Aug 11, 2017

Indian Railways is headed towards a bleak future

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Prime Minister Narendra Modi has a soft corner for Indian Railways. His early association with railways is well known. What is perhaps not widely known is that when he visits his parliamentary constituency, Varanasi, he opts to stay in the Railway Guest House.

“As the Prime Minister, I can stay somewhere else but I prefer the Railway Guest House as it gives a feel of belonging,” he told a group of railway officials last year.
This sense of belonging, however, stops short of extending support for railways in one of its most challenging phases.

A look at a parliamentary standing committee report on railways, which was finalized by BJP’s Ganesh Singh, shows that railways may have a bleak future.

For long, railways has suffered on account of incoherent policies. The incoherence in policymaking remains intact in the Modi era too.

Freight remains the mainstay of railways’ revenue. Within freight, coal is the most important commodity that is moved around the country.

According to the parliamentary standing committee report, on average railways runs up a cost of Rs 0.99 per 10 kilometers but charges its customers Rs 1.60. This surplus is used to cross-subsidize passenger traffic where the average cost is Rs 0.73 per 10 kilometers against a charge of Rs 0.36.

This economic model rests on railways’ being able to protect its freight business.

Last year, railways’ performance in freight business was below par. Not only is it pricing itself out of business in order to meet its obligations to transport passengers, recent changes in government policy have not helped.

This is where the incoherence which characterizes economic policy makes matters worse. Power plants, which are the main consumers of coal, are now encouraged to locate themselves close to coal mines to reduce their costs. It certainly makes sense from the standpoint of a power plant, but what does it do to the railways?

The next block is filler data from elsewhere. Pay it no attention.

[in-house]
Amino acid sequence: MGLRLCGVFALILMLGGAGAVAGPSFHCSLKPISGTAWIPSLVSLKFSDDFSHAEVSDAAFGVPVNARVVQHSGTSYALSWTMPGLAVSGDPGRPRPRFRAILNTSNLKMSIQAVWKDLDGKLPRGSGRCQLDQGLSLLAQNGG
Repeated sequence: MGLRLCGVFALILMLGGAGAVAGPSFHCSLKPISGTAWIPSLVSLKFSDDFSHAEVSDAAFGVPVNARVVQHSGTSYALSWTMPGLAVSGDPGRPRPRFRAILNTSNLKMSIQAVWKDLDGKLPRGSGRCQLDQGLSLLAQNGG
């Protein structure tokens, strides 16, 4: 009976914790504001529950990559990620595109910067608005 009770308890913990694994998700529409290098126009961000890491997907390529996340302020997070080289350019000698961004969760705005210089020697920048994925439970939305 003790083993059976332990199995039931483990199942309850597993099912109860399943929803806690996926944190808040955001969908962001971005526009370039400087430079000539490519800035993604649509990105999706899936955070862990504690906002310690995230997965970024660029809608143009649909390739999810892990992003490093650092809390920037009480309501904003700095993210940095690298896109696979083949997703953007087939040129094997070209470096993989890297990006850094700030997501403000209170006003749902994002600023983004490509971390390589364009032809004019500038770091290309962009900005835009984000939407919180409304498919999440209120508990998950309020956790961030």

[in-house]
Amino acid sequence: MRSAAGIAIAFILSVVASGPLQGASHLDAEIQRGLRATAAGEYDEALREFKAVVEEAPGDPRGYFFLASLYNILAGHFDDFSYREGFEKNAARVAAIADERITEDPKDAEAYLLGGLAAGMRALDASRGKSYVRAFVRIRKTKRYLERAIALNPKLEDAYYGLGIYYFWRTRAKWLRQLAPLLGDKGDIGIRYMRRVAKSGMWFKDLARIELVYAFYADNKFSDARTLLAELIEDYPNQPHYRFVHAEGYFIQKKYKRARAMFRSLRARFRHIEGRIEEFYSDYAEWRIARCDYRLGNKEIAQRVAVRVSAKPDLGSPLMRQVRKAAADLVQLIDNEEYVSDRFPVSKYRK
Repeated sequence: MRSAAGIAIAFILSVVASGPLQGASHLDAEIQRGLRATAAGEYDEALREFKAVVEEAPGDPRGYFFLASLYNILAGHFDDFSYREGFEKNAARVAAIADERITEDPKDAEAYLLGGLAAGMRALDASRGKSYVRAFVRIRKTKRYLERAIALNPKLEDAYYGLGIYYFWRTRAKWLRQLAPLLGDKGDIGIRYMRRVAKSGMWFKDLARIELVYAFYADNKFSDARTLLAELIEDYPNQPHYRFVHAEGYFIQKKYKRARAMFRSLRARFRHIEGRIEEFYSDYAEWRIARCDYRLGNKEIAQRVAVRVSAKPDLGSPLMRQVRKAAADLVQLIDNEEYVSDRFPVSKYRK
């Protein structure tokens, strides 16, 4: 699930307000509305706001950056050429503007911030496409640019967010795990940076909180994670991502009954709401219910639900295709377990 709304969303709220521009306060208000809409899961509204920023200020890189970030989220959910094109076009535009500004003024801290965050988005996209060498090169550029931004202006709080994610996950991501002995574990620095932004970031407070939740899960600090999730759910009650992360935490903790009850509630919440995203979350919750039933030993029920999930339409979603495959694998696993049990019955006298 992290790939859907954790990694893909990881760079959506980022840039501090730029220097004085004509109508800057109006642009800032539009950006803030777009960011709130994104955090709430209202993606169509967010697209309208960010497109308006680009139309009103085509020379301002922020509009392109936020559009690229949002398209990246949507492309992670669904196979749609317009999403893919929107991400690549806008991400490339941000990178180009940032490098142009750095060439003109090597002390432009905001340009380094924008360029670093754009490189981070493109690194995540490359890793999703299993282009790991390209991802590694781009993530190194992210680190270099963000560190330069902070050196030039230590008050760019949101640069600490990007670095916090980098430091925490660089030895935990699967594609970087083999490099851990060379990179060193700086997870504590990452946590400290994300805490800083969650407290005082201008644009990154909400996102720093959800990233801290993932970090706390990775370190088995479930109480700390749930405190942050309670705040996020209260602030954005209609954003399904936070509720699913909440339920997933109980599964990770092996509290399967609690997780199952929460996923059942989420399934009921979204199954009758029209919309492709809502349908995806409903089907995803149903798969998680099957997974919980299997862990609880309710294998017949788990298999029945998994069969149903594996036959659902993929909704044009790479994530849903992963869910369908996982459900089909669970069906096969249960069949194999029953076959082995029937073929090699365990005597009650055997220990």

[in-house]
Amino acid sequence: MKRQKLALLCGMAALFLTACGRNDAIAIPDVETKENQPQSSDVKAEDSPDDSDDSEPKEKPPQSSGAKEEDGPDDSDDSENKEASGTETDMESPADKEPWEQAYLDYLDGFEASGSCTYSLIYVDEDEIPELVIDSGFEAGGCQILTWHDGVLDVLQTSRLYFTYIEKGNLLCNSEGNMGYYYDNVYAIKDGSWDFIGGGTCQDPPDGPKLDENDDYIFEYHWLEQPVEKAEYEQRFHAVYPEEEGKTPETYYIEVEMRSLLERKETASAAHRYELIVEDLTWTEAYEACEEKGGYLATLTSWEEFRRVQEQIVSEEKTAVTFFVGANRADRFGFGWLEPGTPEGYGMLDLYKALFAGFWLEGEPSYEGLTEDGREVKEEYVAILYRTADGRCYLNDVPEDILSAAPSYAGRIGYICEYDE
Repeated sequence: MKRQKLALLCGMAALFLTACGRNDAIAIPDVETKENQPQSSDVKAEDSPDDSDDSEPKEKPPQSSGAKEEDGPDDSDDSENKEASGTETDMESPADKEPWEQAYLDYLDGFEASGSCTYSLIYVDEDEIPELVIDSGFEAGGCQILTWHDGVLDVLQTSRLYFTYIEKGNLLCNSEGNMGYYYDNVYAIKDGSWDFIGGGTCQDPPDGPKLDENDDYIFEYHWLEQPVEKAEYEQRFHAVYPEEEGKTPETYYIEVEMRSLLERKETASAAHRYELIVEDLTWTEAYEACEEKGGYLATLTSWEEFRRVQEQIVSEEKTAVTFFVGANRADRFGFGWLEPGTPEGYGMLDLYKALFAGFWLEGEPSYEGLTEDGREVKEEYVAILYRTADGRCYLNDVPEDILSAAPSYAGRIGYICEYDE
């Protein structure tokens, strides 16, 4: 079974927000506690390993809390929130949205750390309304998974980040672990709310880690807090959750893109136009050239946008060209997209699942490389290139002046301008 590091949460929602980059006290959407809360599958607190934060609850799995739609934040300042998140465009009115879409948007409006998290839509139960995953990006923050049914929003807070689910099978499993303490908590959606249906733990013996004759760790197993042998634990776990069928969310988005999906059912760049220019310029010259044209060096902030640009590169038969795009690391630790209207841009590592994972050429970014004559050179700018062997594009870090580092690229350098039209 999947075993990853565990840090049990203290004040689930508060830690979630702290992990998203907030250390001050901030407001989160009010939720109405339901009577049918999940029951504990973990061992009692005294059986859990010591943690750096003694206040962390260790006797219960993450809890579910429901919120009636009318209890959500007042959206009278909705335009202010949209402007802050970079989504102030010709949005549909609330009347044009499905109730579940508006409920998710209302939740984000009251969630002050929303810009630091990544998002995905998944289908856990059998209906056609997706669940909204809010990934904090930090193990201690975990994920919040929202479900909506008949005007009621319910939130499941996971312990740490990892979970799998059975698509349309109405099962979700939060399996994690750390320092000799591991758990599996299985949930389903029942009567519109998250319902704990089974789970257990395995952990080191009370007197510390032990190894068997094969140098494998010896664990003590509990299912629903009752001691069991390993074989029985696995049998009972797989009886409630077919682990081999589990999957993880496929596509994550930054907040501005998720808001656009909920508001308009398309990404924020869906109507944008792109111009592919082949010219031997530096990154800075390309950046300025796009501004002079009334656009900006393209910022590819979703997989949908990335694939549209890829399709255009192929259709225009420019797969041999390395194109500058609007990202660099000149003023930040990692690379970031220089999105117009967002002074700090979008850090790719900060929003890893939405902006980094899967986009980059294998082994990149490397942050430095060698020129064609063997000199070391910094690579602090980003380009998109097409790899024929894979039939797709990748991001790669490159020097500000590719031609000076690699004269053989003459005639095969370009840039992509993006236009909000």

Here, another recent development harms railways.

After 93 years, the railway budget was merged with the main budget this year. One of the consequences, as pointed out in standing committee report, is that operating losses incurred by railways on strategic lines and lines in hilly, coastal and backward areas will not be reimbursed to them.

This is very odd. Railways will not be allowed to conduct operations that make sense from a commercial standpoint. That is fair enough if their role is seen as something that goes beyond narrow commercial considerations. This automatically means that government should reimburse them for some of their work. However, it appears that the government is disinclined to do so which makes for a bleak future.

Prime Minister Modi should therefore consider the following suggestion from the parliamentary standing committee:

“Sufficient gross budgetary support should be provided to railways every year keeping in view their various socio-economic commitments including strategic lines.”
Source - Times Of India

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